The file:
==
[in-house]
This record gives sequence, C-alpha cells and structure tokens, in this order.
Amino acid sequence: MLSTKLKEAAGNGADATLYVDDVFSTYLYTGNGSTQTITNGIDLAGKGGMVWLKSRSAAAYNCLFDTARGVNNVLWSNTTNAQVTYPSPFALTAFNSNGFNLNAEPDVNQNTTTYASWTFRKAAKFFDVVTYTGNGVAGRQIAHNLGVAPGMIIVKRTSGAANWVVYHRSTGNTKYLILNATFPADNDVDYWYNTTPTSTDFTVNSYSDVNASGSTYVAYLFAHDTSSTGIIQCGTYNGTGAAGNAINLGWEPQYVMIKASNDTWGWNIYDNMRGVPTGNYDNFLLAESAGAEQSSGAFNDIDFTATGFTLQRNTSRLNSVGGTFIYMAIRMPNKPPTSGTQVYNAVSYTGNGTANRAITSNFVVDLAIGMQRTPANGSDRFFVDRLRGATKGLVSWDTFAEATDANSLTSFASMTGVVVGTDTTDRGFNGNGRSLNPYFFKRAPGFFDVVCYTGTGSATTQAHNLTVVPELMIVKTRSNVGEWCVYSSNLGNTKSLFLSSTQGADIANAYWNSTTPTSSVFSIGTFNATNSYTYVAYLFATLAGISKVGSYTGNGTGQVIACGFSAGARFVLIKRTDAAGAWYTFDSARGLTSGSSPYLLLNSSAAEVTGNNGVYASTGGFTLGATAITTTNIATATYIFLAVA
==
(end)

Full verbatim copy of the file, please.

[in-house]
This record gives sequence, C-alpha cells and structure tokens, in this order.
Amino acid sequence: MLSTKLKEAAGNGADATLYVDDVFSTYLYTGNGSTQTITNGIDLAGKGGMVWLKSRSAAAYNCLFDTARGVNNVLWSNTTNAQVTYPSPFALTAFNSNGFNLNAEPDVNQNTTTYASWTFRKAAKFFDVVTYTGNGVAGRQIAHNLGVAPGMIIVKRTSGAANWVVYHRSTGNTKYLILNATFPADNDVDYWYNTTPTSTDFTVNSYSDVNASGSTYVAYLFAHDTSSTGIIQCGTYNGTGAAGNAINLGWEPQYVMIKASNDTWGWNIYDNMRGVPTGNYDNFLLAESAGAEQSSGAFNDIDFTATGFTLQRNTSRLNSVGGTFIYMAIRMPNKPPTSGTQVYNAVSYTGNGTANRAITSNFVVDLAIGMQRTPANGSDRFFVDRLRGATKGLVSWDTFAEATDANSLTSFASMTGVVVGTDTTDRGFNGNGRSLNPYFFKRAPGFFDVVCYTGTGSATTQAHNLTVVPELMIVKTRSNVGEWCVYSSNLGNTKSLFLSSTQGADIANAYWNSTTPTSSVFSIGTFNATNSYTYVAYLFATLAGISKVGSYTGNGTGQVIACGFSAGARFVLIKRTDAAGAWYTFDSARGLTSGSSPYLLLNSSAAEVTGNNGVYASTGGFTLGATAITTTNIATATYIFLAVA